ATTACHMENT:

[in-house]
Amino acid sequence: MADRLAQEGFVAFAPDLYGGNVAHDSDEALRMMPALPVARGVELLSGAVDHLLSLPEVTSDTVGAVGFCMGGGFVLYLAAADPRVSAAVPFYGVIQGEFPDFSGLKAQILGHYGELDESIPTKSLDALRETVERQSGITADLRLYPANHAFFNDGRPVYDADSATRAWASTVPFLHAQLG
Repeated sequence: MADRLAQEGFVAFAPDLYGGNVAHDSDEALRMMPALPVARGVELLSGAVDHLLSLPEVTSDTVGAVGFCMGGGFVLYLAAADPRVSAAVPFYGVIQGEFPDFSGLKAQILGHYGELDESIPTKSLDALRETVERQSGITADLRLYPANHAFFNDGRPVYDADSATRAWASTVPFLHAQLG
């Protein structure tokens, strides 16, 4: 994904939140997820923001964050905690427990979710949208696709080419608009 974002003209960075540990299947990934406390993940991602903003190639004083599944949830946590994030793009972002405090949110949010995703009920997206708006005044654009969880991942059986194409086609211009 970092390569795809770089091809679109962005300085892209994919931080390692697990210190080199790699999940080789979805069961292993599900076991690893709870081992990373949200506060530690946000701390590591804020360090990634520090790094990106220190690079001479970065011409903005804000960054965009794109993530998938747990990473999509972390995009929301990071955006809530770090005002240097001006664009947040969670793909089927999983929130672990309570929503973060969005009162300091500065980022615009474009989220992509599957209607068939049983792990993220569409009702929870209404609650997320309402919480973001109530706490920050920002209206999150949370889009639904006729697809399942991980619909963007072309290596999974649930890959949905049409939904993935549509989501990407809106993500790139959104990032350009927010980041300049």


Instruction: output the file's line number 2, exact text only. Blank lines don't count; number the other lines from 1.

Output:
Amino acid sequence: MADRLAQEGFVAFAPDLYGGNVAHDSDEALRMMPALPVARGVELLSGAVDHLLSLPEVTSDTVGAVGFCMGGGFVLYLAAADPRVSAAVPFYGVIQGEFPDFSGLKAQILGHYGELDESIPTKSLDALRETVERQSGITADLRLYPANHAFFNDGRPVYDADSATRAWASTVPFLHAQLG